A common battle in consumer class actions is whether the named plaintiff has standing to seek injunctive relief in connection with a false advertising or unfair competition claim. To satisfy Article III standing for injunctive relief in federal court, plaintiffs must show a realistic threat they will be harmed again by the same practice. On the other hand, this showing is not always necessary to establish standing in California state court.
When a named plaintiff in a false advertising case argues he or she is likely to be injured again (and so the challenged practice must be stopped), this rightly begs the question: if you now know that the advertising is false, how can you possibly be “fooled” again in the future?
Attempting to get around this problem, consumer plaintiffs claim they act on behalf of consumers who continue to be misled by a defendant’s unlawful advertising practices. Federal courts are split on whether a named plaintiff has standing to seek injunctive relief under these circumstances (often depending on the specific facts of the case). Those that do not allow the claims to proceed typically dismiss the prayer for injunctive relief altogether.
Remand Of Injunctive Relief Only
However, one court has recently found a new way to deal with this sticky federal standing issue. On January 7, 2015, Judge James Donato of the Northern District of California reached a novel decision by remanding a class action plaintiff’s prayer for injunctive relief only, while allowing the remainder of the causes of action and remedies to proceed in federal court.
In the case, plaintiff brought claims for violations of California consumer protection statutes based on the alleged misrepresentation that defendant’s flushable wipes did not damage the plumbing systems. Defendants removed the case under the Class Action Fairness Act and moved to dismiss the complaint, in part, because plaintiff lacked standing to pursue injunctive relief because there was no threat of a repeat injury.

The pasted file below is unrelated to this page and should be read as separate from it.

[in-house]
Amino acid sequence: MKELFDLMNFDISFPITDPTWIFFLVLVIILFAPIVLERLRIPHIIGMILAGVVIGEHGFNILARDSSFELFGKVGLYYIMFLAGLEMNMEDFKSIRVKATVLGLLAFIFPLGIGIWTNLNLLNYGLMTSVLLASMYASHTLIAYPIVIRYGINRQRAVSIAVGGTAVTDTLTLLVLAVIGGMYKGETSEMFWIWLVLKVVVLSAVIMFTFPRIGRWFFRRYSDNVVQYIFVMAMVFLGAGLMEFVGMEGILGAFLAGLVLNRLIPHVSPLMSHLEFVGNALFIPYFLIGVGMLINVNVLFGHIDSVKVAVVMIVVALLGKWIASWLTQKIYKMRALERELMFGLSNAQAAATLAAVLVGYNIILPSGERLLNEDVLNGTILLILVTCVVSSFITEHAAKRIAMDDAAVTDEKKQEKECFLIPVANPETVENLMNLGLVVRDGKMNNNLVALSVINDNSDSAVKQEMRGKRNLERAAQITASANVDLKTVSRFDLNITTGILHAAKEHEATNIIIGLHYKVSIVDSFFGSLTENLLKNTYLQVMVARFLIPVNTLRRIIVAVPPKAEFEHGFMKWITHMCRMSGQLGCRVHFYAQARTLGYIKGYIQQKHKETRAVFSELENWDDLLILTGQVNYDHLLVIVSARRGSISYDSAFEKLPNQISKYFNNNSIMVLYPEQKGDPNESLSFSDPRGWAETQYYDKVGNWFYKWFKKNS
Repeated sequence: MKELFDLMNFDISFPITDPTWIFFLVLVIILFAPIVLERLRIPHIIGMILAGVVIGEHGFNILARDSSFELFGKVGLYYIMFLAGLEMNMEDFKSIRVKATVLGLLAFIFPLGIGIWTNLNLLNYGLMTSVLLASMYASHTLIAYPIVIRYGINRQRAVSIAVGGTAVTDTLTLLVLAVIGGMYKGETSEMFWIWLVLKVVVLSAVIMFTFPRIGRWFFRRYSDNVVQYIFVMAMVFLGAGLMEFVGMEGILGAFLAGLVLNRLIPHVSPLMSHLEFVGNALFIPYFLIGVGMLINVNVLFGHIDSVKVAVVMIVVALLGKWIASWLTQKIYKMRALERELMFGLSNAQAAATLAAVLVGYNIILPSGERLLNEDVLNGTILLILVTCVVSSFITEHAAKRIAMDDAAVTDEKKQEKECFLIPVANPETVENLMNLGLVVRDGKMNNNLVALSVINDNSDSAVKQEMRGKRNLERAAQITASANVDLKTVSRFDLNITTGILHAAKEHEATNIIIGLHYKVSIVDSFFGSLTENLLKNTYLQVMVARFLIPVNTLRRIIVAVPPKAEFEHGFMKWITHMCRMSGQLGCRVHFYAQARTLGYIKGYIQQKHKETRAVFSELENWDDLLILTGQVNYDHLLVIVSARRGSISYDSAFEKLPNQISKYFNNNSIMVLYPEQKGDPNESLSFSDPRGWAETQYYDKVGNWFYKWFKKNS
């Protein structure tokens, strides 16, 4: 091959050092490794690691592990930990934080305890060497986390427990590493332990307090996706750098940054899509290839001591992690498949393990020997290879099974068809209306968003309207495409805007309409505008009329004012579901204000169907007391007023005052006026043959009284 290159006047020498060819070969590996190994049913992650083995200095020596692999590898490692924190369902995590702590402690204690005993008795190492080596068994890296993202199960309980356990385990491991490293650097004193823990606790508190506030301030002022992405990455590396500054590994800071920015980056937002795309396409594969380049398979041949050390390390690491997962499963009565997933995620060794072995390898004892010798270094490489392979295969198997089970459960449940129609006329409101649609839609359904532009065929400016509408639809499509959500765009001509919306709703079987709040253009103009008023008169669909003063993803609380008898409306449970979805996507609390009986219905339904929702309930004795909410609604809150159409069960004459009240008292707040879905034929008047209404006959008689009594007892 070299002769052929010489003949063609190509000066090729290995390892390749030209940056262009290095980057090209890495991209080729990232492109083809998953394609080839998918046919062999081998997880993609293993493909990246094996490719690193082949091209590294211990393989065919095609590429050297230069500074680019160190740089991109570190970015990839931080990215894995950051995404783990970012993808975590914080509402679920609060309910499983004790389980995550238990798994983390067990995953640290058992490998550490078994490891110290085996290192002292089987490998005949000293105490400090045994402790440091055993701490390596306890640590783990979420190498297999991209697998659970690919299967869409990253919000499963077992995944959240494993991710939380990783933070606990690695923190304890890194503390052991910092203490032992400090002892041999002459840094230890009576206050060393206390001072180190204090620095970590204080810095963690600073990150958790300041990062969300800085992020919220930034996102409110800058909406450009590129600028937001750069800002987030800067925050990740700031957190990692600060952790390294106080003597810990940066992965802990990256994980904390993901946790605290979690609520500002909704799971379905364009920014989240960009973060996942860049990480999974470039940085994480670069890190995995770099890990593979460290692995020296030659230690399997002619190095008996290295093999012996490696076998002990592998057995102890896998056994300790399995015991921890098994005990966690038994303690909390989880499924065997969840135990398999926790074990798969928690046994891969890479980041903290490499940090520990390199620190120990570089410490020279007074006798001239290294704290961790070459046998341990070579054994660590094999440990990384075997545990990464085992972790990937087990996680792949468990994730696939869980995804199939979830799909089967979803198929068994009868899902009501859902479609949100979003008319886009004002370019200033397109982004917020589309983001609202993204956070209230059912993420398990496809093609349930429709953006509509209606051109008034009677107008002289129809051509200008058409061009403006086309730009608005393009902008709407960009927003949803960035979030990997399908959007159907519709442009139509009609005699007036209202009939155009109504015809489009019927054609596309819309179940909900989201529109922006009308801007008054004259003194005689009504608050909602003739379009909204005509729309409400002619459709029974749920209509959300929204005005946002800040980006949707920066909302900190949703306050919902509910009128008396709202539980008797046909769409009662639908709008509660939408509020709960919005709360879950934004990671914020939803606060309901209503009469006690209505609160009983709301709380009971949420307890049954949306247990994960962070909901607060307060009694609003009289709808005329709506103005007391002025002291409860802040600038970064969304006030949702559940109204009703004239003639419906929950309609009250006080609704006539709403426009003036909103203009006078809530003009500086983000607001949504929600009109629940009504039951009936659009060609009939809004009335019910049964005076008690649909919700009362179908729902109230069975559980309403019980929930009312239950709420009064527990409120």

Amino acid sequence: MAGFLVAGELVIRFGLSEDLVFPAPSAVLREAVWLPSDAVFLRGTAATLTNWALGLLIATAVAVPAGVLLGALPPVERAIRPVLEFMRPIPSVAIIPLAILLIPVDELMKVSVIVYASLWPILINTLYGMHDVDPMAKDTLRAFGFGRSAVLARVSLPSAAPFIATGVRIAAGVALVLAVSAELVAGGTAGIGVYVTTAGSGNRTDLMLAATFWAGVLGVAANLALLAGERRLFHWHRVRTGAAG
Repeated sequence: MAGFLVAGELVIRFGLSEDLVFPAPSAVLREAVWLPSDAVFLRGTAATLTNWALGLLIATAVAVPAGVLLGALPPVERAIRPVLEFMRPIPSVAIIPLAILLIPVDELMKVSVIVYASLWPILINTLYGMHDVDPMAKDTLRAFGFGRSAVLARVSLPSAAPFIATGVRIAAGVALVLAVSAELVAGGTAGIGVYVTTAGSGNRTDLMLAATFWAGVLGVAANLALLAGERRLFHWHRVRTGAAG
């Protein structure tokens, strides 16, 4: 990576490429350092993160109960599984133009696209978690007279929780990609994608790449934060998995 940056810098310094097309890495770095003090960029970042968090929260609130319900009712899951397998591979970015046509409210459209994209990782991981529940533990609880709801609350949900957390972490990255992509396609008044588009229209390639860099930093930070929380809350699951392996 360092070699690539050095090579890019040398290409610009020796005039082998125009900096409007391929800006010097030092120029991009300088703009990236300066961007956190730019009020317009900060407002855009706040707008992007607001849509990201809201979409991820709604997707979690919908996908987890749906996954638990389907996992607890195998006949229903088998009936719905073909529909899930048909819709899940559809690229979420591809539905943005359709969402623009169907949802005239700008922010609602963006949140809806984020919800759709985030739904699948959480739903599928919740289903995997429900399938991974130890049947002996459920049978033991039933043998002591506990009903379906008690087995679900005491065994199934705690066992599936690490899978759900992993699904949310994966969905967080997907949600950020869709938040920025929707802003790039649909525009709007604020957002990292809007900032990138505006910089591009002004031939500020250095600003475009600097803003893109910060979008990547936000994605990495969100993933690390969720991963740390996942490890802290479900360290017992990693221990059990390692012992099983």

The court agreed that plaintiff lacked Article III standing to pursue injunctive relief but then held (on its own motion) that because standing existed in California state court, the injunctive relief claim was remanded. The court rationalized this results based on a fear that dismissing the injunctive relief claim meant a named plaintiff whose false advertising class action was removed to federal court under CAFA would almost never be able to bring claims for injunctive relief.
Potential Violation Of California’s Prohibition Against Claim Splitting
However, an issue not considered by the court was whether remanding a prayer for injunctive relief to state court (while allowing the remainder of the claims and remedies to proceed simultaneously in federal court) violates California’s prohibition on splitting causes of action under the primary rights theory.
According to this theory, every cause of action is comprised of a primary right, such as the right to be free of personal injury or the right to performance of a contractual obligation, and a breach of this primary right gives rise to a claim. A violation of a primary right can only give rise to one claim for relief and a plaintiff cannot file more than one lawsuit for a violation of a single primary right.
California law is also clear that a prayer for injunctive relief is not a stand-alone cause of action, but a remedy tied to a cause of action. Remanding a prayer for relief by itself, and not the cause of action tied to that remedy, could therefore violate California’s primary rights theory.
While the decision was not appealed, the question remains whether a remand of a prayer for injunctive relief only is a valid and available tactic for class action plaintiffs.
The practical effects of this decision could be staggering and may implicate the class action jurisdiction as of right granted to federal courts pursuant to CAFA. Defendants that would otherwise seek to remove a consumer class action may think twice about removal in fear of potentially creating dual litigation in separate venues. Plaintiffs may also use the threat of duplicative litigation to prevent defendants from moving to dismiss the complaint once removed to federal court (as separate actions almost certainly would lead to duplicative costs and manageability issues, not to mention each party racing to obtain a judgment in the venue they believe is more advantageous to use as res judicata).
While the decision has yet to be formally challenged, it is likely this issue will require the Ninth Circuit (and possibly the U.S. Supreme Court) to weigh in to determine the proper bounds of what can – and cannot – be remanded.